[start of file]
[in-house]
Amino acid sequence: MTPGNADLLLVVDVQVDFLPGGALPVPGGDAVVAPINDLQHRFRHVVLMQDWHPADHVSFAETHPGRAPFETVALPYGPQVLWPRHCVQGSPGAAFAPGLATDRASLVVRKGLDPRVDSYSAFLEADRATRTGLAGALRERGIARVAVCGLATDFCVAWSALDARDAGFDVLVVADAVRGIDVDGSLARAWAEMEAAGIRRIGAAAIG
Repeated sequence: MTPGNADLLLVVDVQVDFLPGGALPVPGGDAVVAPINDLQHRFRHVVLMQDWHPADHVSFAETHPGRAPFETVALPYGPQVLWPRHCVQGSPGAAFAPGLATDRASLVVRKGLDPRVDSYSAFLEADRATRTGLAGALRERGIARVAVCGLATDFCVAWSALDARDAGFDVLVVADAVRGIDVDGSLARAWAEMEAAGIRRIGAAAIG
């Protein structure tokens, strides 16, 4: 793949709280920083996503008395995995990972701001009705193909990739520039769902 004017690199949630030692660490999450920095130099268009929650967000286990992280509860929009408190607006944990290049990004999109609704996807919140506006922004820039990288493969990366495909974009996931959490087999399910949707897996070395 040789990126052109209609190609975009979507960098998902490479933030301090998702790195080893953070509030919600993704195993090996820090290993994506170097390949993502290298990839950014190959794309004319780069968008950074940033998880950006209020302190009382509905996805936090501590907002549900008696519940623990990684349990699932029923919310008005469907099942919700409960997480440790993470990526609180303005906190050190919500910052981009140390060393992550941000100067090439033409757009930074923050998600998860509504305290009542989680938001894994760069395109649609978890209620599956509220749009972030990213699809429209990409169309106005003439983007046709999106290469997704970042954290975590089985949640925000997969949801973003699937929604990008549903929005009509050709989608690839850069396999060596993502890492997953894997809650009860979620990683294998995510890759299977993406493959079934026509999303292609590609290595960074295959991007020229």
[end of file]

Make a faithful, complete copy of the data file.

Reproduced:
[in-house]
Amino acid sequence: MTPGNADLLLVVDVQVDFLPGGALPVPGGDAVVAPINDLQHRFRHVVLMQDWHPADHVSFAETHPGRAPFETVALPYGPQVLWPRHCVQGSPGAAFAPGLATDRASLVVRKGLDPRVDSYSAFLEADRATRTGLAGALRERGIARVAVCGLATDFCVAWSALDARDAGFDVLVVADAVRGIDVDGSLARAWAEMEAAGIRRIGAAAIG
Repeated sequence: MTPGNADLLLVVDVQVDFLPGGALPVPGGDAVVAPINDLQHRFRHVVLMQDWHPADHVSFAETHPGRAPFETVALPYGPQVLWPRHCVQGSPGAAFAPGLATDRASLVVRKGLDPRVDSYSAFLEADRATRTGLAGALRERGIARVAVCGLATDFCVAWSALDARDAGFDVLVVADAVRGIDVDGSLARAWAEMEAAGIRRIGAAAIG
């Protein structure tokens, strides 16, 4: 793949709280920083996503008395995995990972701001009705193909990739520039769902 004017690199949630030692660490999450920095130099268009929650967000286990992280509860929009408190607006944990290049990004999109609704996807919140506006922004820039990288493969990366495909974009996931959490087999399910949707897996070395 040789990126052109209609190609975009979507960098998902490479933030301090998702790195080893953070509030919600993704195993090996820090290993994506170097390949993502290298990839950014190959794309004319780069968008950074940033998880950006209020302190009382509905996805936090501590907002549900008696519940623990990684349990699932029923919310008005469907099942919700409960997480440790993470990526609180303005906190050190919500910052981009140390060393992550941000100067090439033409757009930074923050998600998860509504305290009542989680938001894994760069395109649609978890209620599956509220749009972030990213699809429209990409169309106005003439983007046709999106290469997704970042954290975590089985949640925000997969949801973003699937929604990008549903929005009509050709989608690839850069396999060596993502890492997953894997809650009860979620990683294998995510890759299977993406493959079934026509999303292609590609290595960074295959991007020229």